This report, which is concerned with looking at how different families in the OECD fare in the tax and benefits system, is the seventh such review that CARE has published.

Once again, CARE continues to impress with the breadth and depth of its analysis, which this year has improved yet further. The evidence they present should be carefully considered and acted upon by policy makers, politicians, academics, industry professionals and think tanks alike.

Even when tax credits are taken into account, this year’s report demonstrates that the tax burden on one-earner married families is still significantly above the OECD average and rising. Between last year’s report – which looked at 2011 – and this year’s – which looks at 2012 - the burden rose from being 42% greater than the OECD average to being 45% greater. More disturbing than this, however, is what has happened to the tax burden on a one-earner married family with two children on average wage as a proportion of that placed on a single person on the same wage. In 2011 we were already placing a tax burden on such a family that represented 74% of the tax burden placed on a single person on the same wage, when the OECD average was just 54%.

In 2012, though, we broke through the 80% barrier, moving ever closer to placing the same tax burdens on families as we do on single people.

We cannot promote such clear fiscal individualism and not expect to reap the consequences. Far from delivering policy solutions to fix ‘broken Britain’ it would seem that the government, at least in 2012, was more interested in exacerbating our social brokenness however inadvertently by promoting fragmentation. This was a far cry from David Cameron’s promise in his 2010 General Election manifesto to make Britain the most family friendly country in Europe!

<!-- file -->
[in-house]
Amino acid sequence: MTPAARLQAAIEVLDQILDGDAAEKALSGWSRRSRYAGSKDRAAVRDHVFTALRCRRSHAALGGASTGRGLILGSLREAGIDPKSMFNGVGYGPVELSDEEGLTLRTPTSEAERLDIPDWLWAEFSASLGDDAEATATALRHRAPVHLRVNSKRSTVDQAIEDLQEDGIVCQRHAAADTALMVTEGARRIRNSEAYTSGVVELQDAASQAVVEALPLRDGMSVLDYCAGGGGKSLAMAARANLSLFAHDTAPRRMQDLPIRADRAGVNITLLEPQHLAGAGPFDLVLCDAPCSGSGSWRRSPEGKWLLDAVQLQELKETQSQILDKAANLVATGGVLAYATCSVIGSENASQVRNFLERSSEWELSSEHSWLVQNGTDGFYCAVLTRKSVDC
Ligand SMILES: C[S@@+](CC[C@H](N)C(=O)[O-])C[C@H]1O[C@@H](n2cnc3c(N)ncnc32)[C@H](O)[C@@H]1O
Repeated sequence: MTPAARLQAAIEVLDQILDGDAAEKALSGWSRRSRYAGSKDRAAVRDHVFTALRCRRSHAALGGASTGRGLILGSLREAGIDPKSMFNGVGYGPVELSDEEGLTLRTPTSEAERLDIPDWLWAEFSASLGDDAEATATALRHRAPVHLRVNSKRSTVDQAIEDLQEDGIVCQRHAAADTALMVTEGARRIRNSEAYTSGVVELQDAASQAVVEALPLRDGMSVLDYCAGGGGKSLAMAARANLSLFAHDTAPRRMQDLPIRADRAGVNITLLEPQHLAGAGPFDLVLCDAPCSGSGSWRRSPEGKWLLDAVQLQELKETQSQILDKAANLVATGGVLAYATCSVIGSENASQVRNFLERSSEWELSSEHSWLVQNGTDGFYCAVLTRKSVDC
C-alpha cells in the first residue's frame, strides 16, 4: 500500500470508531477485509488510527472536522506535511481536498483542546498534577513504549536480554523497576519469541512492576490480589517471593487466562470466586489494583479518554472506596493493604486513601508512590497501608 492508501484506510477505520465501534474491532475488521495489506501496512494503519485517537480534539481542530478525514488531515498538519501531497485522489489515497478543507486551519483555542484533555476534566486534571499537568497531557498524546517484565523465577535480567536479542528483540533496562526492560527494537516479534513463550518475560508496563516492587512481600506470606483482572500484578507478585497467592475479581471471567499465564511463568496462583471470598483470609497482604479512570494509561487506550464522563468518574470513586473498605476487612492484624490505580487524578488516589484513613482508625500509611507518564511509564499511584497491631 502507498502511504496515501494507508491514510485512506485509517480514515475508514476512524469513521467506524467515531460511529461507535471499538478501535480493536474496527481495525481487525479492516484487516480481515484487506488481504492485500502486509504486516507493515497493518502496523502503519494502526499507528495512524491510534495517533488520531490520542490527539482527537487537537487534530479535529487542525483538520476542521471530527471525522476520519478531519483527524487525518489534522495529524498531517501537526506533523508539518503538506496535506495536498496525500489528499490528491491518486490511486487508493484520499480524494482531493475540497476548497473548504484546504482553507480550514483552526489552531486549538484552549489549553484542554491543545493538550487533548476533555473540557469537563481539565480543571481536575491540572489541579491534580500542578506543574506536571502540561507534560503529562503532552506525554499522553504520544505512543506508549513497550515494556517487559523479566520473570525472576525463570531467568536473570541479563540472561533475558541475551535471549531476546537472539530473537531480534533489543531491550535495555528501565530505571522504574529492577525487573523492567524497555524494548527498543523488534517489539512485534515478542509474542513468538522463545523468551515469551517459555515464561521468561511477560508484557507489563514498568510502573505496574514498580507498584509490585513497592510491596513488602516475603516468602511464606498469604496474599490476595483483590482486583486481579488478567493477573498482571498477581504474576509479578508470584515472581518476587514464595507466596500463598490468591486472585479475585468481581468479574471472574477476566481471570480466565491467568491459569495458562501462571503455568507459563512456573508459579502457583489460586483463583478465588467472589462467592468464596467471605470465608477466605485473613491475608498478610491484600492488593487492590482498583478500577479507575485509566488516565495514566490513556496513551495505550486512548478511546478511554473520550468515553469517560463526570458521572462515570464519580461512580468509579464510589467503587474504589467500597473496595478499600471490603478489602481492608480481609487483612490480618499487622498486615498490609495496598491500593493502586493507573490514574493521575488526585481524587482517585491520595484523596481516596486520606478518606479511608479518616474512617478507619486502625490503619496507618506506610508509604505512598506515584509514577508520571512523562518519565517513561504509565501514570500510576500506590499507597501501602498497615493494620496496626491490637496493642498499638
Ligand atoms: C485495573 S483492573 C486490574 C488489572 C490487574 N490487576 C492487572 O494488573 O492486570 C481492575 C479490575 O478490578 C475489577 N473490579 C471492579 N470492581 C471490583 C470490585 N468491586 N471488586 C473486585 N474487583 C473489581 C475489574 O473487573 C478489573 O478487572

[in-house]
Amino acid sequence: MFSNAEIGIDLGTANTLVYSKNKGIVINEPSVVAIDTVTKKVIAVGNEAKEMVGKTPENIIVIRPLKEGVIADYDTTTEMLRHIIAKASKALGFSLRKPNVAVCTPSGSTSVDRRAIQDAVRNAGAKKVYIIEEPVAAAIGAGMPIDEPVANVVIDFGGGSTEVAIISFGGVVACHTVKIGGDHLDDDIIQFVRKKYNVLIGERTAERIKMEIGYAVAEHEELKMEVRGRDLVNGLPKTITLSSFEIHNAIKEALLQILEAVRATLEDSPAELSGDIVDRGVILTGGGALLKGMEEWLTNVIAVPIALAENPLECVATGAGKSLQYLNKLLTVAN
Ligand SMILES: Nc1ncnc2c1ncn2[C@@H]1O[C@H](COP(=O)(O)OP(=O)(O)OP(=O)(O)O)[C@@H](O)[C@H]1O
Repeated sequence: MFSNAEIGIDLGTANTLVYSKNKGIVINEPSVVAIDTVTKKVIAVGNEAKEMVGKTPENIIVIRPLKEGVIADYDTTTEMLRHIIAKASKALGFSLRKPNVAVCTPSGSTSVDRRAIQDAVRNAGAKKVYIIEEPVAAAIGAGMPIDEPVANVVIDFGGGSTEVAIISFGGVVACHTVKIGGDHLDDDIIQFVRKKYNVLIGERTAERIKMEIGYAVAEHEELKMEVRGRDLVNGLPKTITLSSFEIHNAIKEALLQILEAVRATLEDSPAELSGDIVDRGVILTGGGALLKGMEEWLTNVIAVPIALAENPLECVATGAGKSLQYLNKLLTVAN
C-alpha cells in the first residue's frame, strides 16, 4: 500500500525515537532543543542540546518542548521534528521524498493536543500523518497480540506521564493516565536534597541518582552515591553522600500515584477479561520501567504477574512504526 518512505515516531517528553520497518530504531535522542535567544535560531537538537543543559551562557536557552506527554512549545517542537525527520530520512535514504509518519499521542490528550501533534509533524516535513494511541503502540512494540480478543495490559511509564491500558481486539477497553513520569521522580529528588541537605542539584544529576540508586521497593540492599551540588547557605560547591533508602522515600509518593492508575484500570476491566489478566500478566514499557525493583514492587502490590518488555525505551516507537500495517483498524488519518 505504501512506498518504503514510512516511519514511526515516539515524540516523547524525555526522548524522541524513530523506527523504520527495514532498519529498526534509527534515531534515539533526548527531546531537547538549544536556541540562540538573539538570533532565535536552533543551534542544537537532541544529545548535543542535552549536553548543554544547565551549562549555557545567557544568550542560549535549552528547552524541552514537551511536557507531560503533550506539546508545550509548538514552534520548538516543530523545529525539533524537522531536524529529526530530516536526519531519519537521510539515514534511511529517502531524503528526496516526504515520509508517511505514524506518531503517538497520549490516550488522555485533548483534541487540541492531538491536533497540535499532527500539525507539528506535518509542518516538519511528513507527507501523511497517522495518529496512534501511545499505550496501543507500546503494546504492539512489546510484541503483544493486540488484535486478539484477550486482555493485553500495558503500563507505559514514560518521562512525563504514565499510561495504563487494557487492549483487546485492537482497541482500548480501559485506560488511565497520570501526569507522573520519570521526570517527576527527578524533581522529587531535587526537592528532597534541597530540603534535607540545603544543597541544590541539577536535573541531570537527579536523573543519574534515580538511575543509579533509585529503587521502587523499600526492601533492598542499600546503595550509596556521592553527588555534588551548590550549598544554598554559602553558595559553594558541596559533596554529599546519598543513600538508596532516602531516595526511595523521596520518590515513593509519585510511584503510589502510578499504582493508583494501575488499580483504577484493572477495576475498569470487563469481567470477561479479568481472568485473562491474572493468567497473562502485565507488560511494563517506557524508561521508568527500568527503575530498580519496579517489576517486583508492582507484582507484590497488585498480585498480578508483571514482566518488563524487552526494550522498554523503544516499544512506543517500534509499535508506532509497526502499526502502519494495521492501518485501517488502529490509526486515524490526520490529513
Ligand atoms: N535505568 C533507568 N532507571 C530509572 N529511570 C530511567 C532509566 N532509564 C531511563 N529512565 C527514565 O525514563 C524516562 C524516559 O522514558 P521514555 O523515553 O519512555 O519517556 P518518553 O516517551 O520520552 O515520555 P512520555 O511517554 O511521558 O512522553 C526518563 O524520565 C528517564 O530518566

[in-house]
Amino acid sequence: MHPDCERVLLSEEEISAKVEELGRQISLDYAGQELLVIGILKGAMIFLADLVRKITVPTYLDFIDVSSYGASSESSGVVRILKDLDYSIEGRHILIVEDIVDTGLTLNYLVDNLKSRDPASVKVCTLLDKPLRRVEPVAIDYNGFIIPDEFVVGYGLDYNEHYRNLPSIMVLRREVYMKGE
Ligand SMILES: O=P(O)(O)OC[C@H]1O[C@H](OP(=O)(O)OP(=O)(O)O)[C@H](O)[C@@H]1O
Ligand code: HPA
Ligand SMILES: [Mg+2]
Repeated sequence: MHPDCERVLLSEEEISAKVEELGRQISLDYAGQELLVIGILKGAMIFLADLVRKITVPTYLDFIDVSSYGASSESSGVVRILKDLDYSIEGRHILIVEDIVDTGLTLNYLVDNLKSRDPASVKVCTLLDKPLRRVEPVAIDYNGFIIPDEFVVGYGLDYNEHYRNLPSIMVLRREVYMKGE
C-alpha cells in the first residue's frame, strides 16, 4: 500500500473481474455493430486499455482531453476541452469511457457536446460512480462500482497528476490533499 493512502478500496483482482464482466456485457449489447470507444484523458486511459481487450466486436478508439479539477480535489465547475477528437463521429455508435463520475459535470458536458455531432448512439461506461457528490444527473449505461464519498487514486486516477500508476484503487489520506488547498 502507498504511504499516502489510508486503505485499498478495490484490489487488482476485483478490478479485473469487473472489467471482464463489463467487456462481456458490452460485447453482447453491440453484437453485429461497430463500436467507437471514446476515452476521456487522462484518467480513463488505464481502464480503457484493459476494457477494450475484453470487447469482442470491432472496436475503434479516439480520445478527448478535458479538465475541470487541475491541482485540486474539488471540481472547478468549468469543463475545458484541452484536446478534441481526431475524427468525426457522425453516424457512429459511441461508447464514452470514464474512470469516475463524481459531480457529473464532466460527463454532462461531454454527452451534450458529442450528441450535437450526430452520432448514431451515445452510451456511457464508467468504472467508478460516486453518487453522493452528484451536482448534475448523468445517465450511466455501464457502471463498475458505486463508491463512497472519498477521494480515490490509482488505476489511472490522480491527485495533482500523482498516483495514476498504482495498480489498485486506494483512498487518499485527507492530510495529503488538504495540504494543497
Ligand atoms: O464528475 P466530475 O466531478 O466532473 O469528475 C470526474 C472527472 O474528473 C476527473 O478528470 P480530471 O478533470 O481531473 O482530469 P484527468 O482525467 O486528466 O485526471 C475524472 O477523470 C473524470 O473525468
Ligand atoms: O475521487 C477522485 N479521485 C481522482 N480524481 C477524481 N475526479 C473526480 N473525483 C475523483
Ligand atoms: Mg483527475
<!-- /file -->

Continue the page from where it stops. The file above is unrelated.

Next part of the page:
Then there is the question of work incentives. In 2012, a one-earner married couple with two children and an income between £12,559 and £35,883 would have had an effective marginal tax rate of 73%, meaning that the family would have kept only 27p of every extra pound earned. The same goes for single parents with children.

This is particularly troubling state of affairs because, at 73%, our effective marginal tax rate is actually the worst in the OECD. We are, as such, the last developed nation to be able to lay claim to the title, ‘aspiration nation,’ at least as far as one-earner married families are concerned. As someone who believes in both the importance of supporting the family and in the intrinsic God given value of work (whether it be paid or unpaid), I find it deeply troubling that families where one spouse is in full time paid employment and the other is undertaking unpaid care can be treated in such a manner.

Moving away from 2012, the report makes it plain that there is one ray on hope on the horizon. In his 2013 Autumn Statement the Chancellor committed to introduce transferable allowances by April 2015. Although the commitment is to a very modest partially transferable allowance, it lays a crucial foundation upon which we can build to challenge the damaging effects of a tax system that between 2000 and 2015 treated Britain as a mass of individuals and had no regard for family responsibility. It comes not a moment too soon.

Rt. Rev Dr Peter Forster
The Lord Bishop of Chester
February 2014